POS, OOFS, CL v Scheme, etc.

Gilbert Baumann gilbert@ma2s2.mathematik.uni-karlsruhe.de
Wed, 14 May 97 04:08:14 +0200

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hbaker@netcom.com (Henry G. Baker) writes:
> For example, the LispM used 'stack groups' for its threads, and these
> turned out to be pretty 'heavy weight', due to the requirement to bind
> and rebind a bunch of shallow-bound 'special' variables.  I'm not sure
> that this is such a hot idea in 1997.  Therefore, since CL was based
> substantially on the LispM model, I'm not so sure that CL itself can
> survive without change into 1997 LispOS.

I could imagine a rather efficient implementation here. Each value
cell of a symbol should be a pointer to another cell containing a
pointer to the cell actually containing the value. Hence you need two
more dereferences to get to the symbol value for the benefit of just
needing to switch one pointer upon switching stack groups.

To illustrate I had drawn some ascii diagrams:

Case A: Symbol unbound
        (INTERN "*FOO*")

|            |
| Val-Ref^2 -+--------.
+------------+        |
| PNAME,     |      -----
| PLIST etc  |       ---
`------------'        -

To save space the "Val-Ref^2" cell of an unbound symbol could simply
point to NIL. [Most symbols are unbound.]

Case B: Symbols global value active;
        (SETQ *FOO* 'QUUX)

| 'QUUX      | <----------------------.
+------------+         +-----------+  |
| Val-Ref^2 -+-------->| Val-Ref o-+--/
+------------+         +-----------+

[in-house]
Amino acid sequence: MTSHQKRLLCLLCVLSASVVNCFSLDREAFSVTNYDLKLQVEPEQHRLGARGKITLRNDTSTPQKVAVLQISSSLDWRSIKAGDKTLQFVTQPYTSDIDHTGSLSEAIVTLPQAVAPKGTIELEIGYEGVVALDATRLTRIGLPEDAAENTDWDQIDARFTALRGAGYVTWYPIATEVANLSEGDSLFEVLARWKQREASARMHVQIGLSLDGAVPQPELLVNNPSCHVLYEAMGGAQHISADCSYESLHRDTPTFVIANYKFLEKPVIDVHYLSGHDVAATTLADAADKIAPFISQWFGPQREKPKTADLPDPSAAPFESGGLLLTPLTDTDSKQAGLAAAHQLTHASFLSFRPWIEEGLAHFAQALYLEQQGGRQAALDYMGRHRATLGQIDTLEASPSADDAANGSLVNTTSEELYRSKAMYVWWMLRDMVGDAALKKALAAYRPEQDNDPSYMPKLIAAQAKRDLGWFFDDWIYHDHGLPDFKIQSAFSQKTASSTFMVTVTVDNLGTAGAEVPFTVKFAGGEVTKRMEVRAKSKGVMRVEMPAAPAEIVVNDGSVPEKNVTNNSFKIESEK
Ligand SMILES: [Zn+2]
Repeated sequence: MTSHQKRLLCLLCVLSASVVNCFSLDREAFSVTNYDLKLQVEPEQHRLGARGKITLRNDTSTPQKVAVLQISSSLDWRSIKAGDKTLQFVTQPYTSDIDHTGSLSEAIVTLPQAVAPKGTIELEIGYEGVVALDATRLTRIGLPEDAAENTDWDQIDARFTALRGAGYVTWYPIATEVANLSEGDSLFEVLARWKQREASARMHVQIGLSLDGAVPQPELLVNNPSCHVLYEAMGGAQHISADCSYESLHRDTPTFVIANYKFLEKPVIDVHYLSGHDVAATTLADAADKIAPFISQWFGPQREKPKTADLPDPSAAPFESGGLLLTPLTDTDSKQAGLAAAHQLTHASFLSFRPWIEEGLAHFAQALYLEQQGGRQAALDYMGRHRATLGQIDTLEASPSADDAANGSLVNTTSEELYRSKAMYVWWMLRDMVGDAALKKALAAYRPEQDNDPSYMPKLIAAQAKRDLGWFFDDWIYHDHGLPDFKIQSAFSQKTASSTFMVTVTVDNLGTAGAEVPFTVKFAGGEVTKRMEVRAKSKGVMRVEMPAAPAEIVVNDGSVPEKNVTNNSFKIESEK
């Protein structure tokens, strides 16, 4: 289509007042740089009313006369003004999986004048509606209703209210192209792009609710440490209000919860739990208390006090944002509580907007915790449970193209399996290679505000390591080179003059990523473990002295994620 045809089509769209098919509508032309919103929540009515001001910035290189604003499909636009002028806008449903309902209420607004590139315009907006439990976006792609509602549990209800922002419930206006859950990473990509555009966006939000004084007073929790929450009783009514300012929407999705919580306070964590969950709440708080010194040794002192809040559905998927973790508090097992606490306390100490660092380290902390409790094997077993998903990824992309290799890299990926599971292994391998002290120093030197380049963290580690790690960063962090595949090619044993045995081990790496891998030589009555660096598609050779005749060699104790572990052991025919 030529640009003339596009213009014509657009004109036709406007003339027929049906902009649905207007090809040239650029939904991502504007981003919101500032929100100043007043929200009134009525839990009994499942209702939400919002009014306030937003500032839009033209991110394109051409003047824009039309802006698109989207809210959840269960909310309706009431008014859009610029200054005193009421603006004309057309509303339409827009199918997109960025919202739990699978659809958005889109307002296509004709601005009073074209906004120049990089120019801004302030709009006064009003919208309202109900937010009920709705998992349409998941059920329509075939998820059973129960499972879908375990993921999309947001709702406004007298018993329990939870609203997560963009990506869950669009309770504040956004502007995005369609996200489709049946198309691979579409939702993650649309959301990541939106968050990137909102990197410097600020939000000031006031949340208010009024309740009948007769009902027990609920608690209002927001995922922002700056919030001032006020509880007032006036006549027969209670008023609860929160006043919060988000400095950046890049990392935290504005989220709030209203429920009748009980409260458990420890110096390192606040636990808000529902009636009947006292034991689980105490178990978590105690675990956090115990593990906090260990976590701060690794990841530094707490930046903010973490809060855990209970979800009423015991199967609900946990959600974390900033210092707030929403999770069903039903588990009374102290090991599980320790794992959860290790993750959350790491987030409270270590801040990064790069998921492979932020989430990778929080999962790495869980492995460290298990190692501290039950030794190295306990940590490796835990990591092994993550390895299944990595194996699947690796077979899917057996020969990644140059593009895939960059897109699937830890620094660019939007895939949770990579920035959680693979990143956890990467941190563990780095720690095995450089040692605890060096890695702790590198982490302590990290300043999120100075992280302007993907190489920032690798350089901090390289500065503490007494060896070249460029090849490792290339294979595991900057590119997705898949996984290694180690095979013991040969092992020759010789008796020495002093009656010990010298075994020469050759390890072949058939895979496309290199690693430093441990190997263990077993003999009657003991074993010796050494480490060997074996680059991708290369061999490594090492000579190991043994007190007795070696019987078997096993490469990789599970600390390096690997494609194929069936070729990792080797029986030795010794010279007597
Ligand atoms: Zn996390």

| PNAME,     |         :           :
| PLIST etc  |         :           :  
  Symbol                 Local
  *FOO*                  Store

The "Val-Ref" cell points to a cell, which points back to the actual
(traditional) value cell of the symbol, when the global value is
active. Since the global value is shared by all threads/stackgroups it
must point to a shared cell, a cell in the symbol itself achieves that

Case C: Symbol dynamically bound
        (LET ((*FOO* 'FROB)) ...)

.------------.                            +----------+
| 'QUUX      | <--------------------------+-o        |
+------------+         +-----------+      |----------|
| Val-Ref^2 -+-------->| Val-Ref o-+----->| 'FROB    |
+------------+         +-----------+      |----------|
| PNAME,     |         :           :      |          |
| PLIST etc  |         :           :       \/\/\/\/\/
  Symbol                 Local              Stack
  *FOO*                  Store

Now, when the variable is to be dynamically bound, we just let the
"Val-Ref" cell point a different cell, containing now the new dynamic
value. The stack suits this purpose perfectly. The previous contents
of the Val-Ref cell was pushed on the stack just before, to be able to
undo the binding when leaving the scope of the LET.

The idea now is, that when transition from one stack-group to another
occurs, switching the area containing the Val-Ref's (labeled "Local
Store") is sufficient. This could be done in many ways. You could perhaps
use the MMU to switch the page table and allocating the Val-Ref area
at a virtual address, which is the same for all stack groups [*]. Or
by switching a pointer to the local store itself.

However the Val-Ref area does not get that big, since there aren't
that many symbols, which are declared special and are no constants. I
counted 1097 in ACL and 266 in CLISP.


[*] You probably want to do that for the stack itself too due to
    limitations of 32-bit address space architectures. (I can't
    afford an Alpha :-( )